Donald Trump Urged to Disclose Foreign Business Ties after Newsweek Story on Trump Organization

Donald Trump arrives in Colorado Springs, Colorado, on September 17. In letter published September 19 in The New York Times, former national security and government officials called for the Republican candidate to disclose his foreign business dealings. Mike Segar/REUTERS

Updated | A Newsweek article about Donald Trump's foreign business entanglements has prompted 55 former U.S. government and national security officials to publish an open letter calling for transparency regarding the Trump Organization's dealings.

"Donald Trump still has not revealed to the American public his international business relationships, even as it becomes increasingly clear that his overseas ties could well constitute significant conflicts of interest," the letter, which The New York Times published Monday, says. "We are calling on Mr. Trump to disclose, in full, the nature of his business relationships overseas."

The letter calls for the identities of Trump's business partners and for details about the nature and locations of his foreign investments. It also calls for the Republican presidential nominee to vow to "divest himself of his overseas business interests" if elected.

The driving forces behind the letter are Michael Morell, former acting director and deputy director of the CIA, and Michael Vickers, former undersecretary of defense for intelligence. The two began the effort last Thursday, when they contacted a onetime colleague, Samantha Vinograd, who was once senior adviser to former national security adviser Thomas Donilon.

Morell says he became worried that Trump's policy positions seemed to support the candidate's business interests: "That really led Mike [Vickers] and I to talk and say, Look, this guy really needs to come clean on this stuff before the election and let voters know exactly where he's invested and who he's been working with."

"There's frankly just been a pattern of shady business dealings that Michael [Morell] felt the American public needed more information on before they made a decision about who to be the next commander in chief," says Vinograd. "We decided to reach out to our networks of senior national security professionals, and quite honestly, most of the people that we contacted wanted to be a part of this."

The letter cites Newsweek's recent article by Kurt Eichenwald, which detailed how the Trump Organization has business interests Russia, Ukraine, India, Turkey, the United Arab Emirates and other foreign countries. Those interests would make Trump "the most conflicted president in American history, one whose business interests will constantly jeopardize the security of the United States," Eichenwald wrote. Trump's business associates have included the likes of deceased Libyan dictator Muammar el-Qaddafi, according to Eichenwald.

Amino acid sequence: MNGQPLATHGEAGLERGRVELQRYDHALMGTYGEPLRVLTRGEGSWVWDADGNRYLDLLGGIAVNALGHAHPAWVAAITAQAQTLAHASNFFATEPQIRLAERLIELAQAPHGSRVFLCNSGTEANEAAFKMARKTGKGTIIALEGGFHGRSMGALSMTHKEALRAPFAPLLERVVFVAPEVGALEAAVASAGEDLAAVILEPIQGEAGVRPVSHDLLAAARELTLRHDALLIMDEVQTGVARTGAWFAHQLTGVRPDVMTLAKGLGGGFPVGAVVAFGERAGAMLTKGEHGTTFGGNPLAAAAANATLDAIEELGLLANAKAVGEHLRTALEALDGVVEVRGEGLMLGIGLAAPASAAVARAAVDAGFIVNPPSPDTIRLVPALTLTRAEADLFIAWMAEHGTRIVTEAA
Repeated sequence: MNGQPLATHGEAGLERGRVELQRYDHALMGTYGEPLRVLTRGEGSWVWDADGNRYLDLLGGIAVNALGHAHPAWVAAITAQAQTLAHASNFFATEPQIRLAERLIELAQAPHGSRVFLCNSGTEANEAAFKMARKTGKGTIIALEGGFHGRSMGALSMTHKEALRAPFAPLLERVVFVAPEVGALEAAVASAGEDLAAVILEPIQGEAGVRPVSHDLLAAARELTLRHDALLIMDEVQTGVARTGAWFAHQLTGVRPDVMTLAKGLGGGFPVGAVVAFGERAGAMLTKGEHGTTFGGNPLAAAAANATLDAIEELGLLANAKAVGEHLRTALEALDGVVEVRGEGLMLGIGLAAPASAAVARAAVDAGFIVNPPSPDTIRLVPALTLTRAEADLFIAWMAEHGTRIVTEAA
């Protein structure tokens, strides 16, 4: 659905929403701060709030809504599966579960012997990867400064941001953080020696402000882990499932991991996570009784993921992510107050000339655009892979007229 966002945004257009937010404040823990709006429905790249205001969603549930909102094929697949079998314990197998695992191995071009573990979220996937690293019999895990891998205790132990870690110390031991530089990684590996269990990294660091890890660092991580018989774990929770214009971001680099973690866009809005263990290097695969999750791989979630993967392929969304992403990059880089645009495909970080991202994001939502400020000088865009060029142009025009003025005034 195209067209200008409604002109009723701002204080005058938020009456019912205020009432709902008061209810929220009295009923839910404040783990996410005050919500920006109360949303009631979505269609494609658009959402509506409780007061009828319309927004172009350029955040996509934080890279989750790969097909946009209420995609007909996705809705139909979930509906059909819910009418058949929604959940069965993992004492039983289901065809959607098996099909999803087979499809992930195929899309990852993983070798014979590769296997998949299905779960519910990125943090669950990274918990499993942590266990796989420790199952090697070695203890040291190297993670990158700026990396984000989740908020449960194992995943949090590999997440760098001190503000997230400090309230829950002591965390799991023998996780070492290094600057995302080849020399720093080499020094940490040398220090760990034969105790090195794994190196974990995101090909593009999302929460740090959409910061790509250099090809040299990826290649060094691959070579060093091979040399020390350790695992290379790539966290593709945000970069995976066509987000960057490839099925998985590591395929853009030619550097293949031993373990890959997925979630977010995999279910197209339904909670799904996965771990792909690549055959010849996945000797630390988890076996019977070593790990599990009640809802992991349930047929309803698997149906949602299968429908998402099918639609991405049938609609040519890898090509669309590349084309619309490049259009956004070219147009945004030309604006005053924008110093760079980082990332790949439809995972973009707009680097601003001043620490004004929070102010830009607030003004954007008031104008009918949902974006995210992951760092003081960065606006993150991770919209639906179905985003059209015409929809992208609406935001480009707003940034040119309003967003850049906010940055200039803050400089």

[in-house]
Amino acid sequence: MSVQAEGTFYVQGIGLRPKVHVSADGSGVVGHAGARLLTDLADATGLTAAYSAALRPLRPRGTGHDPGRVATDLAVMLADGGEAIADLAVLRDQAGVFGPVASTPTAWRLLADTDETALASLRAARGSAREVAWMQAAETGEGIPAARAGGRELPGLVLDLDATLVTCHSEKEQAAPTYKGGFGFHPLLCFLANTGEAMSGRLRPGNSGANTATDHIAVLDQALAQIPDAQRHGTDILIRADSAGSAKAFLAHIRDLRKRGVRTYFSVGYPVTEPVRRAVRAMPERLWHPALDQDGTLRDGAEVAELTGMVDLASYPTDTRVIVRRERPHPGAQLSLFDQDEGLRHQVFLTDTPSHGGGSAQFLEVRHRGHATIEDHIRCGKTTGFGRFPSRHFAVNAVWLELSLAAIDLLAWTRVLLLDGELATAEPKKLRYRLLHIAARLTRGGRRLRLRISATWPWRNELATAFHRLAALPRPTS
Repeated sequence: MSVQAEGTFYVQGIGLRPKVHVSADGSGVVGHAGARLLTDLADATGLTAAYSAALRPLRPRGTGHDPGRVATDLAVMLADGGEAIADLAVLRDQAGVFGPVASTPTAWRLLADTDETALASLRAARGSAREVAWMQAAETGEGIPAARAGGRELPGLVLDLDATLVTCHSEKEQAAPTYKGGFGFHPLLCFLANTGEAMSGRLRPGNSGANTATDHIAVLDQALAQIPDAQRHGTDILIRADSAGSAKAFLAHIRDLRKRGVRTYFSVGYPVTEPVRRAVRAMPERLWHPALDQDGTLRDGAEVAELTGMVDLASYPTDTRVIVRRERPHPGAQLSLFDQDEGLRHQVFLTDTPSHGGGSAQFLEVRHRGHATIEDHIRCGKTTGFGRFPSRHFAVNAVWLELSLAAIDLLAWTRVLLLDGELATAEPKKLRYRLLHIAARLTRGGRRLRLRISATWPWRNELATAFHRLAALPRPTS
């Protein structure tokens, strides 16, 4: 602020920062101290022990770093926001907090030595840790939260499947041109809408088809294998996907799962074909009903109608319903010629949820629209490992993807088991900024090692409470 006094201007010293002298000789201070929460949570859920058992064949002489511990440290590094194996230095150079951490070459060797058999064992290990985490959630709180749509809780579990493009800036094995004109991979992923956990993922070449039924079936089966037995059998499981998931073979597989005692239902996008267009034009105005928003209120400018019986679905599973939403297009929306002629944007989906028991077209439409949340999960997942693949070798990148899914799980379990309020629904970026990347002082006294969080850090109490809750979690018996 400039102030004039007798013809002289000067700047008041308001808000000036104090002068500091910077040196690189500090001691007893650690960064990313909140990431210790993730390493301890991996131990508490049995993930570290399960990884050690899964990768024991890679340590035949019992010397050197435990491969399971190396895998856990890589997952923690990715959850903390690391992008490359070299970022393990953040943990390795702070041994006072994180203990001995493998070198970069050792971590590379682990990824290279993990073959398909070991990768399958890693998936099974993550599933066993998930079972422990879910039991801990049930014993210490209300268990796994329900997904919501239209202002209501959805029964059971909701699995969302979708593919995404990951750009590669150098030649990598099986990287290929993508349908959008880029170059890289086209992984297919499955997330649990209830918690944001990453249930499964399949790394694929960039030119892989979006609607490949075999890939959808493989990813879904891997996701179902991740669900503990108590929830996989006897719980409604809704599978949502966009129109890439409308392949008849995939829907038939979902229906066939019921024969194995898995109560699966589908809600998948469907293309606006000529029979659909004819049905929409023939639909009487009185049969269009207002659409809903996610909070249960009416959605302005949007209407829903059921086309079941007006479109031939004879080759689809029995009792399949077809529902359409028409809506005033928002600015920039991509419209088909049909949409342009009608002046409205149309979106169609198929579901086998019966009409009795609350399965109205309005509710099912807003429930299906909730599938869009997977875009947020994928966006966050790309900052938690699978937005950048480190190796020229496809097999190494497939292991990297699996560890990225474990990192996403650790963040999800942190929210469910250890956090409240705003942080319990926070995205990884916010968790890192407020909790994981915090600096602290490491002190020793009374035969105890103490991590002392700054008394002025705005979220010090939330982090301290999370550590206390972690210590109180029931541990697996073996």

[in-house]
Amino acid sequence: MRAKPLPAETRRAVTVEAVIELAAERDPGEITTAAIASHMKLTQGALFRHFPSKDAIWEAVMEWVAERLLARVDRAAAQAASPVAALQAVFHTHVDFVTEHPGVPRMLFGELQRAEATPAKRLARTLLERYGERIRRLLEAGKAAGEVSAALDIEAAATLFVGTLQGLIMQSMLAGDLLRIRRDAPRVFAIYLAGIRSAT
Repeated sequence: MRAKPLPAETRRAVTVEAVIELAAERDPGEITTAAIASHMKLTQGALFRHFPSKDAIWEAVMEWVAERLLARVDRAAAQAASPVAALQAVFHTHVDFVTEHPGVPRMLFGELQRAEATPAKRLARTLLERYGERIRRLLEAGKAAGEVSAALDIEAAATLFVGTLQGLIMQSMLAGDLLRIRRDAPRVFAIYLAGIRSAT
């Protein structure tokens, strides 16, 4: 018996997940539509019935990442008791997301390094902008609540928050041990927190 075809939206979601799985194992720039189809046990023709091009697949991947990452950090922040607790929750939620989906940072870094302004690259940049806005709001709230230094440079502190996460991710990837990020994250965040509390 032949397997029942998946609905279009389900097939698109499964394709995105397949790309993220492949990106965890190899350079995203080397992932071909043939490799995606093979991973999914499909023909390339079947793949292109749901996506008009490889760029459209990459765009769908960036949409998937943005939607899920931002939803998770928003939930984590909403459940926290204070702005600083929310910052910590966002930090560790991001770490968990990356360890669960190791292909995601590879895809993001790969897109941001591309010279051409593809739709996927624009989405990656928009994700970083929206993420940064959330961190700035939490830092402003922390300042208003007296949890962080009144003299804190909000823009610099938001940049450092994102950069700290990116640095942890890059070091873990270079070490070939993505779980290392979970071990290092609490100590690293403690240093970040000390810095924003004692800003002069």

The day after Newsweek published the article, Trump told the TV program Fox & Friends he "would absolutely sever" ties to the Trump Organization if elected president. "I will sever connections, and I'll have my children and my executives run the company, and I won't discuss it with them. I wouldn't care. It's so unimportant compared with what I'm doing right now," he said.

The 55 signatories to Monday's letter include a retired general, former department heads and their chiefs of staff, former ambassadors, former counselors and advisers and academics. Some have publicly supported Clinton's candidacy, but the list also includes prominent Republicans and nine officials who served in the George W. Bush administration, including former Secretary of Homeland Security Michael Chertoff and former Deputy Secretary of Defense Paul Wolfowitz. Chertoff could not be reached for an interview, and Wolfowitz was unavailable for comment.

"We tried very hard for this not to be a partisan thing," says Morell. "I think the issue resonates across the board for foreign policy, national security professionals."

The letter is not meant to oppose Trump, says Vinograd: "If there's no issue, then he should just be up front about" his dealings. "This is an effort for transparency," she says, "particularly when it comes to countries that are key national security and foreign policy counterparts to the United States."

Morell, who has endorsed Clinton, says Trump's disclosure "would be in his interest." But the former CIA head adds that a Trump presidency could be problematic, given the candidate's foreign financial ties. "Even if it doesn't create an actual conflict of interest, it creates a perception of conflict of interest, and you don't want anybody to have that perception—not the American people, not our allies and not even your adversaries."

The Hillary Clinton campaign also cited Eichenwald's article, in tweets and blog posts about her opponent's business dealings. Trump supporters had criticized the Bill, Hillary & Chelsea Clinton Foundation for its own foreign connections, an issue Eichenwald addressed in his article. "Money contributed to the foundation was publicly disclosed and went to charitable efforts," he wrote. He added that around 90 percent of the money the organization raised went to charities, according to tax filings, and that neither the Clinton family nor most of the foundation's board of directors get paid for foundation work.

Clinton resigned from the foundation's board in 2015. The foundation said September 14 that members of the Clinton family and other leaders would step down from the organization if Hillary Clinton becomes president.

Representatives of the Trump campaign and the Trump Organization were unavailable for comment. A representative of the Clinton campaign was also unavailable.

This article has been updated to include comments from Michael Morell, the former acting director and deputy director of the CIA.